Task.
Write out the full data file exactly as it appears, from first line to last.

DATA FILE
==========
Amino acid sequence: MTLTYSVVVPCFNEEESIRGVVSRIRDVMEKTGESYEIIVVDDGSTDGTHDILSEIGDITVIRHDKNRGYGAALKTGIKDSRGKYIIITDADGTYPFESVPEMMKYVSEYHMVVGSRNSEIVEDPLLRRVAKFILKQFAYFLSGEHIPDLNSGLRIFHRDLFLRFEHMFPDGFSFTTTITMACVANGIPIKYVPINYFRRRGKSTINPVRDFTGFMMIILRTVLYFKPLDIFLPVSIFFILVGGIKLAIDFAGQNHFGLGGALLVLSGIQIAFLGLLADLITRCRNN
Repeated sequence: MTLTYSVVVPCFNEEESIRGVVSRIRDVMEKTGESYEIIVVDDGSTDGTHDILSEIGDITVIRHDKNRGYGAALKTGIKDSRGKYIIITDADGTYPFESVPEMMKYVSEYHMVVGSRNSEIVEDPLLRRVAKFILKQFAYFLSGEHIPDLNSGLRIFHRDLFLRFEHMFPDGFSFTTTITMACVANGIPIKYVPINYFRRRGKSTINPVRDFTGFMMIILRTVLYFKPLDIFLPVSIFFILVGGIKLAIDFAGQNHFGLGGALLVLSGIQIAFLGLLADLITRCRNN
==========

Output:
Amino acid sequence: MTLTYSVVVPCFNEEESIRGVVSRIRDVMEKTGESYEIIVVDDGSTDGTHDILSEIGDITVIRHDKNRGYGAALKTGIKDSRGKYIIITDADGTYPFESVPEMMKYVSEYHMVVGSRNSEIVEDPLLRRVAKFILKQFAYFLSGEHIPDLNSGLRIFHRDLFLRFEHMFPDGFSFTTTITMACVANGIPIKYVPINYFRRRGKSTINPVRDFTGFMMIILRTVLYFKPLDIFLPVSIFFILVGGIKLAIDFAGQNHFGLGGALLVLSGIQIAFLGLLADLITRCRNN
Repeated sequence: MTLTYSVVVPCFNEEESIRGVVSRIRDVMEKTGESYEIIVVDDGSTDGTHDILSEIGDITVIRHDKNRGYGAALKTGIKDSRGKYIIITDADGTYPFESVPEMMKYVSEYHMVVGSRNSEIVEDPLLRRVAKFILKQFAYFLSGEHIPDLNSGLRIFHRDLFLRFEHMFPDGFSFTTTITMACVANGIPIKYVPINYFRRRGKSTINPVRDFTGFMMIILRTVLYFKPLDIFLPVSIFFILVGGIKLAIDFAGQNHFGLGGALLVLSGIQIAFLGLLADLITRCRNN